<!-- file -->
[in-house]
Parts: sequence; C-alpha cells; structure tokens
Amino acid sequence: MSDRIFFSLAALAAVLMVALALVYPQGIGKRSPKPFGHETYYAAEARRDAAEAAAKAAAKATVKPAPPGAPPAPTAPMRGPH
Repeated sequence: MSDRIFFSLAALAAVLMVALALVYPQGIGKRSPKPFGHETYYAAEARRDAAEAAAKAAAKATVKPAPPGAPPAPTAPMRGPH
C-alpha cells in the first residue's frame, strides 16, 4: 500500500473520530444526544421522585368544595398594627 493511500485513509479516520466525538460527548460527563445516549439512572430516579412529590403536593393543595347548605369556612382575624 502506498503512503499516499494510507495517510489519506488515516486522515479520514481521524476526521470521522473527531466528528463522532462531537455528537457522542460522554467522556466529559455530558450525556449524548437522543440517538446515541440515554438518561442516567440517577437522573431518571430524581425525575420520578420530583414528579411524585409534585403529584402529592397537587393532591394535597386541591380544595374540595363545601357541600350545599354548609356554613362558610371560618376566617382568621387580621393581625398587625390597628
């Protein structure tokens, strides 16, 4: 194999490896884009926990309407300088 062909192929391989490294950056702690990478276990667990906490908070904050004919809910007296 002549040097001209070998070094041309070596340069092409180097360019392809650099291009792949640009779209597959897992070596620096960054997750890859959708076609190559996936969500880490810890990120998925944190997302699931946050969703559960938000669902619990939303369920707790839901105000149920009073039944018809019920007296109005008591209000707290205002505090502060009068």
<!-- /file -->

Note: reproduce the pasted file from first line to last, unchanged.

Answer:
[in-house]
Parts: sequence; C-alpha cells; structure tokens
Amino acid sequence: MSDRIFFSLAALAAVLMVALALVYPQGIGKRSPKPFGHETYYAAEARRDAAEAAAKAAAKATVKPAPPGAPPAPTAPMRGPH
Repeated sequence: MSDRIFFSLAALAAVLMVALALVYPQGIGKRSPKPFGHETYYAAEARRDAAEAAAKAAAKATVKPAPPGAPPAPTAPMRGPH
C-alpha cells in the first residue's frame, strides 16, 4: 500500500473520530444526544421522585368544595398594627 493511500485513509479516520466525538460527548460527563445516549439512572430516579412529590403536593393543595347548605369556612382575624 502506498503512503499516499494510507495517510489519506488515516486522515479520514481521524476526521470521522473527531466528528463522532462531537455528537457522542460522554467522556466529559455530558450525556449524548437522543440517538446515541440515554438518561442516567440517577437522573431518571430524581425525575420520578420530583414528579411524585409534585403529584402529592397537587393532591394535597386541591380544595374540595363545601357541600350545599354548609356554613362558610371560618376566617382568621387580621393581625398587625390597628
């Protein structure tokens, strides 16, 4: 194999490896884009926990309407300088 062909192929391989490294950056702690990478276990667990906490908070904050004919809910007296 002549040097001209070998070094041309070596340069092409180097360019392809650099291009792949640009779209597959897992070596620096960054997750890859959708076609190559996936969500880490810890990120998925944190997302699931946050969703559960938000669902619990939303369920707790839901105000149920009073039944018809019920007296109005008591209000707290205002505090502060009068």